Certainly, a QC role can be charged at less than normal proofreading rates. This would be a final check of texts that have already been proofread by the translator himself AND proofread/edited/revised by a second pair of eyes.

When it goes in for QC evaluation, it should be more or less perfect - it's the evaluator's job to comment on the suitability of the translation (ie correct register and word choice used for contracts, marketing documents, instruction manuals etc) and the style (ie does it read naturally) and to pick up any last errors that have slipped through the net.

It isn't the evaluator's job to check for completeness, accuracy or anything else that can only be ascertained by referring to the original, apart from maybe checking complex formatting. This final evaluation can be done by someone who has no knowledge of the source language.

But it can't be done for £0.005 per word, at least not by someone living in the UK as the currency implies.


 

RobinB  Identity Verified
United States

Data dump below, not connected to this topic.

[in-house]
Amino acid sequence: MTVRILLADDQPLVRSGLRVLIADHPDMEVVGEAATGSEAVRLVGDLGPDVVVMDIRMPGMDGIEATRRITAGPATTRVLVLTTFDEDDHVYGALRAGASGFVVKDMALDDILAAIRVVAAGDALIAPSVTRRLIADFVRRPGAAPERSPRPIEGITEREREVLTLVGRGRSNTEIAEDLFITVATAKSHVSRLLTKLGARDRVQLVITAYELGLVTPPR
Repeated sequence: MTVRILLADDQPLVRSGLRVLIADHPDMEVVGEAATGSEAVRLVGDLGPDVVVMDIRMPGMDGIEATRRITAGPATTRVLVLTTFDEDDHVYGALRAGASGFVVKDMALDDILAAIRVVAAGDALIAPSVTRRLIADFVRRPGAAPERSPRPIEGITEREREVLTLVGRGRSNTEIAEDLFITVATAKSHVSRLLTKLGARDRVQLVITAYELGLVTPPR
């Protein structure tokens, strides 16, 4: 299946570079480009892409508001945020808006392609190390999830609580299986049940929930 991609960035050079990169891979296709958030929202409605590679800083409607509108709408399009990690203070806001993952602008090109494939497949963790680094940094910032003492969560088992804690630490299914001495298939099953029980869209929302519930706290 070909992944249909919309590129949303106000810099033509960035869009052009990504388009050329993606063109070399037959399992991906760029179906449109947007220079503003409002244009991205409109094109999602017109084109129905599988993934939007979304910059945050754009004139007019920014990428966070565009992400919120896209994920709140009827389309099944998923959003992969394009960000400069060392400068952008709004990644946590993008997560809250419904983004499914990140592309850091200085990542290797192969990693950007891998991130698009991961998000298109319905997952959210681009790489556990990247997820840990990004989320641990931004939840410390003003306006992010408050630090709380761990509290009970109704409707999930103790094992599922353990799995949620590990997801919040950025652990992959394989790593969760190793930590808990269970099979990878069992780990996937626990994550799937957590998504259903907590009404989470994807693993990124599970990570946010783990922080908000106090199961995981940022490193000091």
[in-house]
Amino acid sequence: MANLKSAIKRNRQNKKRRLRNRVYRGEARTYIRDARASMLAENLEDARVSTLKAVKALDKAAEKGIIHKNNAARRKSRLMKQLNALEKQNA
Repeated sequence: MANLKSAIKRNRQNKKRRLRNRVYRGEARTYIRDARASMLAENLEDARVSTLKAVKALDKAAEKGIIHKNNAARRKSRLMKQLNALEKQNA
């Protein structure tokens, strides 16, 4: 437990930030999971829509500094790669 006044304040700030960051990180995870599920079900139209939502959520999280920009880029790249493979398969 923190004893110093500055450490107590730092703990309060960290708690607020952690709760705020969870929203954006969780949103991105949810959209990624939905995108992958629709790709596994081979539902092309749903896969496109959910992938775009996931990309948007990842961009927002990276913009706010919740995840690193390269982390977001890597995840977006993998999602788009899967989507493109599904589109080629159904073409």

Local time: 08:29
German to English
Sounds like standard revision to me Mar 30, 2010

"When revising the translation to focus on:
· Completeness – check that all text has been translated and the number of paragraphs/bullet points/headings etc.
· Comparing the source and target texts - ensure the source text has been translated accurately.
· Terminology – check that the correct terminology has been used and that any glossaries have been referred to, where appropriate.
· Factual Accuracy – check that any factual data in the Source has been correctly copied into the Target e.g.
o dates
o amounts/figures
o names
o places
· Readability – ensure that the document reads well in the target language;
· Grammar and Spelling – spelling and grammar should be checked and any mistakes / typos etc. should be rectified."


One of the problems in our industry is the plethora of terms used to describe the revision of a translation (often also referred to e.g. as "QA", "QC", or, in the US, "editing"), as opposed to "proofreading" (i.e. checking the final, typeset version of a document), which unfortunately is also frequently used as a synonym for "revision". All wildly confusing, and not improved by the new term that seems to have been coined.